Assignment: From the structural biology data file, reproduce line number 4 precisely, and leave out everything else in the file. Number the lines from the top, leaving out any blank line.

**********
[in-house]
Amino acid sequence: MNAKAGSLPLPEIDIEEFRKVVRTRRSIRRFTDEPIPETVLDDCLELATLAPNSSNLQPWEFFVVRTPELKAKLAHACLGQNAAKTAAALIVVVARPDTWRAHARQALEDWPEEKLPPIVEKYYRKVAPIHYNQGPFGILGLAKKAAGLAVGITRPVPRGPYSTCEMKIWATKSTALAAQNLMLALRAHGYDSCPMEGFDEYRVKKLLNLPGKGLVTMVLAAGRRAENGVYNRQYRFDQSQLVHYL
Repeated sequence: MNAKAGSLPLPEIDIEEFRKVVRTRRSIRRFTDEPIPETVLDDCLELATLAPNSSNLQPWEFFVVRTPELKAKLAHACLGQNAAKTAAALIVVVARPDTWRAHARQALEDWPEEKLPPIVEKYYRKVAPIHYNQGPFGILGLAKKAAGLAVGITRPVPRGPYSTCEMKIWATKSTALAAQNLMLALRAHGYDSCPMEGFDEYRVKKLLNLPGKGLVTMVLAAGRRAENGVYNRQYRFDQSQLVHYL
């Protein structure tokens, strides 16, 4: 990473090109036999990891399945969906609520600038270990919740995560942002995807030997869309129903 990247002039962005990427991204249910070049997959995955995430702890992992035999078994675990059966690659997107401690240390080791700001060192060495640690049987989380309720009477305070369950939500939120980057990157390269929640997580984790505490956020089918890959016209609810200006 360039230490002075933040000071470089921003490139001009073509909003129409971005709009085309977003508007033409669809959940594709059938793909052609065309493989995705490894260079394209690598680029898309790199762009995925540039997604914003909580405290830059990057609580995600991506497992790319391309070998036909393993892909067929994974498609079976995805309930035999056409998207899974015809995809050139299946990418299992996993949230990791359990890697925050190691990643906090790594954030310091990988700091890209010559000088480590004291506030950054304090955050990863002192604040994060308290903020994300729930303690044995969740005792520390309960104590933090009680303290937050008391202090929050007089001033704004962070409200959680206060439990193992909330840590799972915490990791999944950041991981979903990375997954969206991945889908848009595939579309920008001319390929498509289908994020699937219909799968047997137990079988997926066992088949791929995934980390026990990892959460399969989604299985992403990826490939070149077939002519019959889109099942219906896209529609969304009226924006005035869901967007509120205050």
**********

């Protein structure tokens, strides 16, 4: 990473090109036999990891399945969906609520600038270990919740995560942002995807030997869309129903 990247002039962005990427991204249910070049997959995955995430702890992992035999078994675990059966690659997107401690240390080791700001060192060495640690049987989380309720009477305070369950939500939120980057990157390269929640997580984790505490956020089918890959016209609810200006 360039230490002075933040000071470089921003490139001009073509909003129409971005709009085309977003508007033409669809959940594709059938793909052609065309493989995705490894260079394209690598680029898309790199762009995925540039997604914003909580405290830059990057609580995600991506497992790319391309070998036909393993892909067929994974498609079976995805309930035999056409998207899974015809995809050139299946990418299992996993949230990791359990890697925050190691990643906090790594954030310091990988700091890209010559000088480590004291506030950054304090955050990863002192604040994060308290903020994300729930303690044995969740005792520390309960104590933090009680303290937050008391202090929050007089001033704004962070409200959680206060439990193992909330840590799972915490990791999944950041991981979903990375997954969206991945889908848009595939579309920008001319390929498509289908994020699937219909799968047997137990079988997926066992088949791929995934980390026990990892959460399969989604299985992403990826490939070149077939002519019959889109099942219906896209529609969304009226924006005035869901967007509120205050």